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Wednesday, June 4, 2014 at 1:02 pm

Come on out to the Smokin' Eagle tonight and I'll pour you a drink

There should be some fun times at the Smokin' Eagle in Le Roy tonight -- it's the annual Habitat for Humanity fundraiser, "Pour You A Drink."

All tips to the celebrity bartenders will benefit Habitat.

I'll be there, with Mayor Greg "Porp" Rogers, Bill Pitcher from the Ghost Riders, Joe "The Comedian" Condidorio and Rick Ellis, from the famed band Duke Jupiter. 

The fun starts at 6 p.m. and doesn't stop until 10 p.m.

Tuesday, October 1, 2013 at 8:40 pm

New haunted house in Le Roy is two floors of fright

post by Howard B. Owens in business, Le Roy, Smokin' Eagle BBQ and Brew

What scares you? Spiders? Clowns? Body parts? Drills and saws? Dark shadows reverberating with terrified screams? How about a crazy Archie Bunker?

Jason Beaumont and Jeff Koch have teamed up to create a massive haunted house filled with just about every terror you could imagine on the second and third floors of the old Eagle Hotel in Le Roy.

Staffed by 40 actors playing ghouls, ghosts and monsters, the haunted house makes its debut Friday.

"After we bought this building a year and a half ago, we found we had lots of space but no practical use for it," said Beaumont, who is co-owner of the Smokin' Eagle, the restaurant and bar on the first floor. "Me and my buddy Jeff had talked at one point years ago about opening a haunted house and one day it hit me, this would be a great place."

Koch is an experienced haunted house builder. He's been doing one staffed by 25 volunteers at his house for 10 years. He said it took more than a month to build each year and was open only one night, Halloween.

The Smokin' Eagle haunted house will be open every Friday and Saturday through Oct. 26 from 8 p.m. until midnight.

The cost of a night of fright is $12. Outside the hotel is a ticket booth. The restaurant will be open, of course, and the ticket booth will also sell popcorn and candied apples.

The hotel space was perfect because it's rundown and was already filled with worn and haggard beds, chairs and dressers, Beaumont said. From there, it was just a matter of the two friends combining their creative energies to come up with a plan.

"This will be a unique experience, especially for people who have never been upstairs in this place," Beaumont said. "We want people to get that genuine experience with a real scare behind it and kind of get a flavor of this old building."

The original hotel was built early in the 1800s.

There's little doubt based on today's tour, the haunted house will deliver several jolts of terror, and Beaumont said the experience should be considered PG-13.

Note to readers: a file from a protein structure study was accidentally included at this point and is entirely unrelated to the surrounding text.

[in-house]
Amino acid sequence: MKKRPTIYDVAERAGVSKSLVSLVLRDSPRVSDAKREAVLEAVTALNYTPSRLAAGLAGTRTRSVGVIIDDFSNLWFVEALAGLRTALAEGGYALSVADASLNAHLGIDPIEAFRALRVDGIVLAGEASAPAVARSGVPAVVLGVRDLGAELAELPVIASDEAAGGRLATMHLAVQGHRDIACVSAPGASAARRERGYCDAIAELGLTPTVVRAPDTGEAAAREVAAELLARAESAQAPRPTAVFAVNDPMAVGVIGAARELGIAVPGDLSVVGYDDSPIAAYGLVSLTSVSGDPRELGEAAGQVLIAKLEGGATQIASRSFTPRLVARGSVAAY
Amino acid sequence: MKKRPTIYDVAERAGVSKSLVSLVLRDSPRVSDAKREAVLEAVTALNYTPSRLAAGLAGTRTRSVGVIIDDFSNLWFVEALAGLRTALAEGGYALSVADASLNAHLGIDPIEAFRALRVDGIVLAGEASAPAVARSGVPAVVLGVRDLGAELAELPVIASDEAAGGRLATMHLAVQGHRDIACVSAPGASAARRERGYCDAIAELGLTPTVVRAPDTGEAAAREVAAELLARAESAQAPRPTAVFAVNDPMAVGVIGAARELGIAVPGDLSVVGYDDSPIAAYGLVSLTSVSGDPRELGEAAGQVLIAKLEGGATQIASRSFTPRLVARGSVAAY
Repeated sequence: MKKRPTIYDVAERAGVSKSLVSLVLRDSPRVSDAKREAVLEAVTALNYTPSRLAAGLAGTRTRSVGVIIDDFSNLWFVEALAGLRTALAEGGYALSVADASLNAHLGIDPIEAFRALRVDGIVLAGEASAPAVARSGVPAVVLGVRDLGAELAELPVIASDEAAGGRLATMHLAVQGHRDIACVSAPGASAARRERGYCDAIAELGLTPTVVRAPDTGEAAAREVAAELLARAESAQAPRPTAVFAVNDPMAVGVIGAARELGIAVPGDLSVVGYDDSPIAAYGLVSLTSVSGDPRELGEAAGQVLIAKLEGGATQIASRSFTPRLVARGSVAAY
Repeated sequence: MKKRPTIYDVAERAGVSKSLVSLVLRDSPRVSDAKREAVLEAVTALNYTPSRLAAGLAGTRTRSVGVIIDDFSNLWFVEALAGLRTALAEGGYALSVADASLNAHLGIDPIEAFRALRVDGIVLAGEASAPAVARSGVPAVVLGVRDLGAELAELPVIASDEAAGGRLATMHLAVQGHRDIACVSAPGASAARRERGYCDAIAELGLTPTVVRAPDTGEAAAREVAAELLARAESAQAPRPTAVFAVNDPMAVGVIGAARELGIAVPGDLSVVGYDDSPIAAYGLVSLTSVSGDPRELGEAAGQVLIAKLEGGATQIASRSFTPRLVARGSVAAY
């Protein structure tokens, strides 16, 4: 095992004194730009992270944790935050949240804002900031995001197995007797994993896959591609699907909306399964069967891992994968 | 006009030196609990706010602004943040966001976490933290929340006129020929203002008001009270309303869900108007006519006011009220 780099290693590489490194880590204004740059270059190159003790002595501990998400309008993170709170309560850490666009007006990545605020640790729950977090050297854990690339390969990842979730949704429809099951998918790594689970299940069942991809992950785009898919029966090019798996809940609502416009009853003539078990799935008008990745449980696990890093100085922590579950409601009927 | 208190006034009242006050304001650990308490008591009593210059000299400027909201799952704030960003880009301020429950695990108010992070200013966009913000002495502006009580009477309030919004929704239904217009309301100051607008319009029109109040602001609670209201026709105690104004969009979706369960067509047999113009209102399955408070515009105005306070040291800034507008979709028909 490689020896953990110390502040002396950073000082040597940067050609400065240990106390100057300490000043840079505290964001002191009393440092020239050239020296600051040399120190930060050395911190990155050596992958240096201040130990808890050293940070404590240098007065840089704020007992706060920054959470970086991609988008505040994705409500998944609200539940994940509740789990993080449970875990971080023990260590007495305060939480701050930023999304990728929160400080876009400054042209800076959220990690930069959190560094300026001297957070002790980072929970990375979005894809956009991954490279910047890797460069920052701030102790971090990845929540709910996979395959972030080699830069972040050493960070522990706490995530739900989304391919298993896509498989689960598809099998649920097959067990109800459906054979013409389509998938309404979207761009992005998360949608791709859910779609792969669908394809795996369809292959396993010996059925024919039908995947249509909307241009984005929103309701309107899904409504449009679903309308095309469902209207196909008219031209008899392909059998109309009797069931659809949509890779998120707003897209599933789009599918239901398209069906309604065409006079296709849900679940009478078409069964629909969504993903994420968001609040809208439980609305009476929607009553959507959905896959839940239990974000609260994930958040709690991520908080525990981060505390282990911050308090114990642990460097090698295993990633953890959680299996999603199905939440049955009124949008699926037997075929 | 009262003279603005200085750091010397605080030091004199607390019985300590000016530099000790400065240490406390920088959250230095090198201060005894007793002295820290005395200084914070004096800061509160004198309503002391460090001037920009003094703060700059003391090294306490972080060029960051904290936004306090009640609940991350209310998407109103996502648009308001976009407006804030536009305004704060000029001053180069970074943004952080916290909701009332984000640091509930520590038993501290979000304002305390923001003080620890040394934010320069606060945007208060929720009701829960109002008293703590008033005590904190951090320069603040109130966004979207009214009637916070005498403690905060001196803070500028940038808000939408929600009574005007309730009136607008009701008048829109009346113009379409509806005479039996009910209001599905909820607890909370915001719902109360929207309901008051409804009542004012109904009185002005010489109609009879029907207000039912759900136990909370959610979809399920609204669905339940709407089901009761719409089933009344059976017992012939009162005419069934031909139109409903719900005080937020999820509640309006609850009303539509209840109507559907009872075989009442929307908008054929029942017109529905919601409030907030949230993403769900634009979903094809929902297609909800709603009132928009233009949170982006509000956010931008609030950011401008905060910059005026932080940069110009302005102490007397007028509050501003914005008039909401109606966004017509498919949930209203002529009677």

"That's a rough estimate," Beaumont said. "If a kid likes this kind of thing and is 11 or 12, and if the parents are OK with it, we're OK with it."

The tour of about two dozen themed rooms is not, Beaumont said, "for the weak."

Koch said he really hopes people who come through the haunted house will find it thoroughly entertaining.

"I want people to have fun," Koch said. "A lot of people have fun when they get scared. It puts a big smile on their face. They scream for a minute and they laugh the next three. I really get a big kick out that."

Saturday, January 12, 2013 at 9:58 am

Old Eagle Hotel smokin' under new ownership

post by Howard B. Owens in business, Eagle Hotel, Le Roy, Smokin' Eagle BBQ and Brew

The Eagle Hotel in Le Roy may have 200 years of history behind it, but that doesn't mean it doesn't have a next chapter in life.

The landmark building has fallen into the hands of four young men who have a vision for it that should make it a go-too place for people looking for a good time and good food for many years to come.

John Marcello, Marc Marcello and Jason Beaumont have partnered to transform the Eagle into the Smokin' Eagle BBQ and Brew. They've hired Le Roy resident Shane Burger as their general manager.

"I think the concept, this building, the entertainment, the BBQ, it all kind of goes together," John Marcello said.

Jason Beaumont grew up in Le Roy and first tried to buy the building 10 years ago. It didn't work out, but when the previous owners decided to sell in 2012, Beaumont took another stab at it.

"I grew up there, and this building has so much character that you don’t get in a lot of places," Beaumont said.

Since Beaumont had no experience in the food business -- his background is in the mortgage industry and has been investing in residential properties and doing property management for the past few years -- he started asking his friends John and Marc about how to run the restaurant side of his new building.